5 Elements of Modern Kitchen Design

5 Elements of Modern Kitchen Design

Kitchen Remodeling
Interior Design
By Alex Mikayelyan April 06, 2022

Kitchens feature among the most state-of-the-art elements of modern interior design. From the high-tech appliances to the way the space is optimized to not only be functional but also comfortable, you’re going to spend a lot of time designing your modern style kitchen. Before you start considering the numerous options of kitchen appliances, interior decor, and wall paint, there are certain fundamental elements of modern kitchens to consider for each style out there.

All this may seem a little too much at first glance, but when you divide the kitchen interior styles accordingly and understand what each design requires to pull off a successful vibe, you realize that there are 

1. Farmhouse

Rustic Comfort of Farmhouse Kitchens

Rustic Comfort of Farmhouse Kitchens

Rustic delight is easy to come by with a farmhouse-style kitchen. Modern rustic farmhouse kitchens are a great way to break up the monotony of contemporary interiors, which tend to be minimal and simplistic, prioritizing practicality over detailed interior elements. What makes farmhouse interiors so great is that their designs were born out of convenience. 

For example, a dining bench works much better in farmhouse interiors and offers more practical seating as opposed to individual chairs. This way, with a single bench, you can seat some people, instead of having to find a separate chair for each one. This works quite well in small modern farmhouse kitchens where there may not be enough room for multiple dining chairs.

Another crucial element in the roster of modern farmhouse kitchen ideas is wood. Being a more rustic interior, modern farmhouse kitchens will primarily rely on wooden textures to adorn various surfaces of the kitchen. From a live edge table to reclaimed wood accents, and rich brown cabinets; all these interior elements bring the kitchen together and give it a charm that is unrivaled by many kitchen contemporary design ideas. 

2. Coastal

The Bright Blue Interior of Coastal Kitchens

The Bright Blue Interior of Coastal Kitchens

Everyone wants to have a little piece of the ocean near their home, be it a physical coast, a few shells from a recent vacation, or even photos of the beach. If you long for the beige sands and blue water of the coast, then a coastal kitchen should do the trick. Designing a modern coastal kitchen is far more forgiving than you think. You don’t need to have a sailor’s rope and a pair of lifesavers to pull it off.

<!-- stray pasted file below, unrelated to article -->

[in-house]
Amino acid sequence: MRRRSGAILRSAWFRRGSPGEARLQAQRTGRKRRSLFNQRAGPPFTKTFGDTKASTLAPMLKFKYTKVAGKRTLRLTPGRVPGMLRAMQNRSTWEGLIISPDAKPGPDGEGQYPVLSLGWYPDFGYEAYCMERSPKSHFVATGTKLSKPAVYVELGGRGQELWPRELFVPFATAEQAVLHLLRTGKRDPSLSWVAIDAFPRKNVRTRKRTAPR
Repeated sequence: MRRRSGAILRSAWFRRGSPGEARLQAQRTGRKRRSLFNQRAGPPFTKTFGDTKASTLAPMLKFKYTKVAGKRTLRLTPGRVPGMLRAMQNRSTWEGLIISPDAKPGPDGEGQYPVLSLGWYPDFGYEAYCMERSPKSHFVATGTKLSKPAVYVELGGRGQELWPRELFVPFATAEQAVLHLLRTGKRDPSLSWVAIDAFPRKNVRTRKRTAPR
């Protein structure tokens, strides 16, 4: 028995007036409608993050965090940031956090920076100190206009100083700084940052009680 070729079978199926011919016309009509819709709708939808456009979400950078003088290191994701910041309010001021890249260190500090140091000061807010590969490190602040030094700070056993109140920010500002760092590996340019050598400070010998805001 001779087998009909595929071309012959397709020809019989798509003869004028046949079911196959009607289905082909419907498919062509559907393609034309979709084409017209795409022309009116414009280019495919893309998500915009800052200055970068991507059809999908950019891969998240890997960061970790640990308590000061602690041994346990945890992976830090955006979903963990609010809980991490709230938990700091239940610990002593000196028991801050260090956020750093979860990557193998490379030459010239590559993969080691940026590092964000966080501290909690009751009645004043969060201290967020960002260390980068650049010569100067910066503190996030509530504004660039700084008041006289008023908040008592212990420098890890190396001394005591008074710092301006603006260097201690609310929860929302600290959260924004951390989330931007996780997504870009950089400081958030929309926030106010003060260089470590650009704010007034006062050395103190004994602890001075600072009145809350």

To start with the interior needs to be bright. Even if you’re not using nautical blue paint for the walls, keep them white, since that is also a very coastal color. If you don’t want to paint your kitchen blue as you think that’s too bold of a color, then opt for blue accents instead. For example, a variety of blue plates and bowls on an open cupboard are a perfect way to accentuate the kitchen without it being overbearing. Even something as small as aqua blue salt and pepper shakers could also do the trick.

But you can’t simply achieve a coastal interior vibe solely through color. You also need some adornments to let your guests feel your love for the sea and the coast. Again, no lifesavers, boats in bottles, or wooden ship helms are required to pull this off. Get your hands on a bunch of different shells and place them around the place. You can fill a fishbowl with shells and beach stones to create a colorful decoration that reminds you of the coast. Also, white wooden planks are very indicative of an old-fashioned ship hull, so if you could use these planks to design an accent wall that could also work perfectly. 

3. Spanish Revival

A Modern Take on a Spanish Revival Kitchen

A Modern Take on a Spanish Revival Kitchen

Spanish revival interiors are very organic. This refers both to the colors, textures, and geometry. You’ll see a lot of circular doorway arches, curved lines, as opposed to those straight edges that are found in contemporary kitchens, and lots of visual complexity, such as a colorful tile backsplash. What further gives Spanish revival interiors their characteristic charm are custom-made interior elements.